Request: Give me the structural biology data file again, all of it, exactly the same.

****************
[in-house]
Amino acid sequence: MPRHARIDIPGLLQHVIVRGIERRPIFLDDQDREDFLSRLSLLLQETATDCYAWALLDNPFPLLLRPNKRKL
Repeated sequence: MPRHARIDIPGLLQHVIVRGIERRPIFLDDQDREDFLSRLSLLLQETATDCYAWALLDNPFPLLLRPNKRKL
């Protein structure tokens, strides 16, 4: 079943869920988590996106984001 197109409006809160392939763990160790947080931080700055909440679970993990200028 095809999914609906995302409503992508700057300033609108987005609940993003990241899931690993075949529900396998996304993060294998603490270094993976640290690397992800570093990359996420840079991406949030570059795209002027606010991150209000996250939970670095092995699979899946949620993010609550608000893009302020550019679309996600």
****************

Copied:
[in-house]
Amino acid sequence: MPRHARIDIPGLLQHVIVRGIERRPIFLDDQDREDFLSRLSLLLQETATDCYAWALLDNPFPLLLRPNKRKL
Repeated sequence: MPRHARIDIPGLLQHVIVRGIERRPIFLDDQDREDFLSRLSLLLQETATDCYAWALLDNPFPLLLRPNKRKL
């Protein structure tokens, strides 16, 4: 079943869920988590996106984001 197109409006809160392939763990160790947080931080700055909440679970993990200028 095809999914609906995302409503992508700057300033609108987005609940993003990241899931690993075949529900396998996304993060294998603490270094993976640290690397992800570093990359996420840079991406949030570059795209002027606010991150209000996250939970670095092995699979899946949620993010609550608000893009302020550019679309996600």